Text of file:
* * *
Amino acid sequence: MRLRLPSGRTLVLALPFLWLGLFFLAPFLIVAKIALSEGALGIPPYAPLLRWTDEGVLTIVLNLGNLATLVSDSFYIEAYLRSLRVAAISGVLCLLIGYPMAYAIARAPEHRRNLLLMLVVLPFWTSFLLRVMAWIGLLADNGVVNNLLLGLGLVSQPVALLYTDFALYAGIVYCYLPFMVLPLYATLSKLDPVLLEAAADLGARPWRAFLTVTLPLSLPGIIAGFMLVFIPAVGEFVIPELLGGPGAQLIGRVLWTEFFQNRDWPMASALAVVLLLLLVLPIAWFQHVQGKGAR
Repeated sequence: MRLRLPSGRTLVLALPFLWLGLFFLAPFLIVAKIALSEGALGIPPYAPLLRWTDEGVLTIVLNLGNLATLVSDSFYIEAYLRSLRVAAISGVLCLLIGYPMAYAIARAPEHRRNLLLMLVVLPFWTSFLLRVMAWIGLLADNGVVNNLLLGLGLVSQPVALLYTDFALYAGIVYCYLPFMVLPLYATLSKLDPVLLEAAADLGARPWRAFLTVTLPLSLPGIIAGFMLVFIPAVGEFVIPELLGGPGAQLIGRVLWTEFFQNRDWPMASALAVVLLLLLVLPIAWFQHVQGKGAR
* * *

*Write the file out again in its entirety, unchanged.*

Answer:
Amino acid sequence: MRLRLPSGRTLVLALPFLWLGLFFLAPFLIVAKIALSEGALGIPPYAPLLRWTDEGVLTIVLNLGNLATLVSDSFYIEAYLRSLRVAAISGVLCLLIGYPMAYAIARAPEHRRNLLLMLVVLPFWTSFLLRVMAWIGLLADNGVVNNLLLGLGLVSQPVALLYTDFALYAGIVYCYLPFMVLPLYATLSKLDPVLLEAAADLGARPWRAFLTVTLPLSLPGIIAGFMLVFIPAVGEFVIPELLGGPGAQLIGRVLWTEFFQNRDWPMASALAVVLLLLLVLPIAWFQHVQGKGAR
Repeated sequence: MRLRLPSGRTLVLALPFLWLGLFFLAPFLIVAKIALSEGALGIPPYAPLLRWTDEGVLTIVLNLGNLATLVSDSFYIEAYLRSLRVAAISGVLCLLIGYPMAYAIARAPEHRRNLLLMLVVLPFWTSFLLRVMAWIGLLADNGVVNNLLLGLGLVSQPVALLYTDFALYAGIVYCYLPFMVLPLYATLSKLDPVLLEAAADLGARPWRAFLTVTLPLSLPGIIAGFMLVFIPAVGEFVIPELLGGPGAQLIGRVLWTEFFQNRDWPMASALAVVLLLLLVLPIAWFQHVQGKGAR